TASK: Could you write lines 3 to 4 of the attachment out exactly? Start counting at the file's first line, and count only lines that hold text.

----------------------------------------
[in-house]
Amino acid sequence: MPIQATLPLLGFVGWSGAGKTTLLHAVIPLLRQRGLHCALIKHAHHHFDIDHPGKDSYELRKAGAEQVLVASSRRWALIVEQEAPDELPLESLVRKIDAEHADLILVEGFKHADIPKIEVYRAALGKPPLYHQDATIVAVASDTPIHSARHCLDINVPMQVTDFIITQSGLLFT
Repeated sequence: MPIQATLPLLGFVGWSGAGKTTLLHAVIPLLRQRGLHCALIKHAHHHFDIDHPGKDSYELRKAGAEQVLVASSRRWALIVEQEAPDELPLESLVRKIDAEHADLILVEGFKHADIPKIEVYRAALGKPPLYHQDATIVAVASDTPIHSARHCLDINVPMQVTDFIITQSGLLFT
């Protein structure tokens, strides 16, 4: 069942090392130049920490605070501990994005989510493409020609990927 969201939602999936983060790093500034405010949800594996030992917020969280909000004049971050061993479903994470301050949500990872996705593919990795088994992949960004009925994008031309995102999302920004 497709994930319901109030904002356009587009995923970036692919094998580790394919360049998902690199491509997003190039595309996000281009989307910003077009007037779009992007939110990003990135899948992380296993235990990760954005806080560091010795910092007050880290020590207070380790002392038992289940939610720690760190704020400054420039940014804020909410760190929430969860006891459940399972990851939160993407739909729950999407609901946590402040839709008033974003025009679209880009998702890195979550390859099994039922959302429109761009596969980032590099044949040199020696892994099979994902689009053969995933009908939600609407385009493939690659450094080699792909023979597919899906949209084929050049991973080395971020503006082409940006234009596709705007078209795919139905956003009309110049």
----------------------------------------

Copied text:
Repeated sequence: MPIQATLPLLGFVGWSGAGKTTLLHAVIPLLRQRGLHCALIKHAHHHFDIDHPGKDSYELRKAGAEQVLVASSRRWALIVEQEAPDELPLESLVRKIDAEHADLILVEGFKHADIPKIEVYRAALGKPPLYHQDATIVAVASDTPIHSARHCLDINVPMQVTDFIITQSGLLFT
């Protein structure tokens, strides 16, 4: 069942090392130049920490605070501990994005989510493409020609990927 969201939602999936983060790093500034405010949800594996030992917020969280909000004049971050061993479903994470301050949500990872996705593919990795088994992949960004009925994008031309995102999302920004 497709994930319901109030904002356009587009995923970036692919094998580790394919360049998902690199491509997003190039595309996000281009989307910003077009007037779009992007939110990003990135899948992380296993235990990760954005806080560091010795910092007050880290020590207070380790002392038992289940939610720690760190704020400054420039940014804020909410760190929430969860006891459940399972990851939160993407739909729950999407609901946590402040839709008033974003025009679209880009998702890195979550390859099994039922959302429109761009596969980032590099044949040199020696892994099979994902689009053969995933009908939600609407385009493939690659450094080699792909023979597919899906949209084929050049991973080395971020503006082409940006234009596709705007078209795919139905956003009309110049």